Toyota Corolla Hybrid: SAs answer to EVs

Can you believe it’s been 25 years of the Prius as a commercial hybrid vehicle? And that we are already into 5th gen Toyota hybrids today?

This is an enviable track record of consistent and persistent development down the hybrid avenue of new energy vehicle (NEV) exploration. And all this development is shown to best effect in these latest generation models of the hybrid Corolla.

The Corolla sedan hybrid has in fact been around for over a year but the all new Corolla hatch I am afraid steals the show. It is a looker from all angles and despite the relatively shopping sized boot at the rear it’s a no brainer hands down pick of the two. For me anyway.

Pricing for the top of the range is around R530k, and drops to R481k for the entry level hybrid. There is a 2.0l non hybrid powered version which slots in between the rest taking total model complement to 5. The sedan however has 3 models to choose from in a price range from R491k to R512k.

In the case of the hybrids you are getting a Toyota subsidised price (in anticipation of the white paper and policy that brings South Africa into line with the rest of the world in NEV). You’re also getting a ton of features and safety with Toyota’s newest iteration, Safety Sense 3.0 which adds safe exit assist and intelligent clearance sonar (in the hatch) whilst the sedan gets rear cross traffic alert – more details on these will come in the road test because there is simply too much to split out here.

Crucially though you’re getting the 5th generation version of the hybrid system with a 14.1 kW storage battery and 1.8l petrol motor. On occasion I found myself unsure as to the power source driving the wheels without looking at the info graphic on the infotainment system. This is purely due to the seamless nature of the power plant – how the engine starts so smoothly, silently, surreptitiously is beyond my technical abilities to understand, much less describe.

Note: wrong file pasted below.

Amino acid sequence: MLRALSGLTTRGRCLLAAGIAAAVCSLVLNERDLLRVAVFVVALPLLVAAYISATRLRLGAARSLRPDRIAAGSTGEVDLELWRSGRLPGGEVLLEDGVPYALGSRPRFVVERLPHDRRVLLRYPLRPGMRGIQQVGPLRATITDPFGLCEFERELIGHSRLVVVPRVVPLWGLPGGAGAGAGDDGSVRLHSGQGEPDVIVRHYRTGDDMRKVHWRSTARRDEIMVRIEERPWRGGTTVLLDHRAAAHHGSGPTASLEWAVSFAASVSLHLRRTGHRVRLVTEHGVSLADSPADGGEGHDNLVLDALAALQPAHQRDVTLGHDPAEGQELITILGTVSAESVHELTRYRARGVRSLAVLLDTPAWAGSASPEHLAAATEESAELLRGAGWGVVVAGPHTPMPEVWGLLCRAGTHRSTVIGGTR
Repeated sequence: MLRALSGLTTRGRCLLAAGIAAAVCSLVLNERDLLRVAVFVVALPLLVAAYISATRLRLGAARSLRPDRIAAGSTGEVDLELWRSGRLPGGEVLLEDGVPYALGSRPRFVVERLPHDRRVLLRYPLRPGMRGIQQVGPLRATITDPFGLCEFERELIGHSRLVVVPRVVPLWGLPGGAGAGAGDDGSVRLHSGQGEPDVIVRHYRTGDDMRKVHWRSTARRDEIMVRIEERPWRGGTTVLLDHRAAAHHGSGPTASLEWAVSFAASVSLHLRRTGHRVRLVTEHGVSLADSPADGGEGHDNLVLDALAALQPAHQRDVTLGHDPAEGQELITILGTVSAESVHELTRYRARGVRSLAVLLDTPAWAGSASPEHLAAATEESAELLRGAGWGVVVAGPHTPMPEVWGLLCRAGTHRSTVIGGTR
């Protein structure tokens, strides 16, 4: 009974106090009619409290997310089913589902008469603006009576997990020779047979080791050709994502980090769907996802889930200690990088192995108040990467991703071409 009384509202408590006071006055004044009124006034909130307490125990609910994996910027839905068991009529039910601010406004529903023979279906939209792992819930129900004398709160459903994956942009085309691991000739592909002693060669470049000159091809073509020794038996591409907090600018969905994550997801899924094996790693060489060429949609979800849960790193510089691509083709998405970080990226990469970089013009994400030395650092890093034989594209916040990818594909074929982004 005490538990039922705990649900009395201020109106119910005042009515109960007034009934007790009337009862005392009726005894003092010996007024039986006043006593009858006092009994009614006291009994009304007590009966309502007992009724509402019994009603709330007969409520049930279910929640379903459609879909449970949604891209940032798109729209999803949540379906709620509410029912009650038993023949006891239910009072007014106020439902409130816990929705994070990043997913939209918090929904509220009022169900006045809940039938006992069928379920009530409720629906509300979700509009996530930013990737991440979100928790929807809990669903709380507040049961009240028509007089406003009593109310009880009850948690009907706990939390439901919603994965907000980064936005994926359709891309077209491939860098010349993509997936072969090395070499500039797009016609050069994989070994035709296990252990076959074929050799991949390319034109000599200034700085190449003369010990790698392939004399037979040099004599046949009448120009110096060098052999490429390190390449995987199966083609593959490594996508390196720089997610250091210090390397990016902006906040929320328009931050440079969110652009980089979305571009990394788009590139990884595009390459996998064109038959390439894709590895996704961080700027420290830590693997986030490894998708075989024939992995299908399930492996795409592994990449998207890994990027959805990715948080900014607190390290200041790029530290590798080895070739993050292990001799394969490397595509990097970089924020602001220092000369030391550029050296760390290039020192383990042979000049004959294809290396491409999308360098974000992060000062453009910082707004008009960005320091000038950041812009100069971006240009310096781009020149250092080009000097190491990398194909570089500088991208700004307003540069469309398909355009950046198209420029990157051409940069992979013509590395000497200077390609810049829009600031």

The quoted power output is 103kW. It feels like more power than this though and perhaps this is because some of that power isn’t affected by less oxygen at altitude. It is plenty grunt and in the hatch it is what I like to call ‘approaching sportiness’.

Not that sportiness came to mind much as I find hybrids turn me into a fuel saver where the competition becomes about how little fuel you can use and how to maximise battery usage.

Then Toyota showed us the new plug in electric hybrid RAV4. With 225kW total on tap and a range of around 80km on electric charge only this 2.5l petrol engine and 18.1 kWhr battery pack push the RAV4 to 100 in around 6 seconds. That’s spritely. On electric only the sprint is already not shabby but add in petrol power and you’re off in a hurry. Economical driving my sainted aunt.

A figure of 1.15l/100 was posted in a presentation somewhere. It was flashed up so quickly I didn’t get the context – but the number fixated. Can you imagine?

Except that you cannot buy a RAV4 PHEV (Plug in Hybrid EV). In typical Toyota fashion they are doing their homework first – checking infrastructure, support and backup, customer appeal and the corporate nine yards that has made them synonymous with what their brand represents. Reliability, support, longevity and so forth.

No matte your preference – be it Corolla / or the wait for the RAV 4 – the future few years is going to be interesting and these hybrid derivatives are paving the way. Given the demand for Cross hybrids already have blown Toyota’s expectations out of the water I am sure that these models will continue in the same vein and that we can expect to see them on the roads in meaningful numbers as fast as Toyota is able to supply. And if you have not driven a hybrid yet, do so. It’s game changing.

William Kelly

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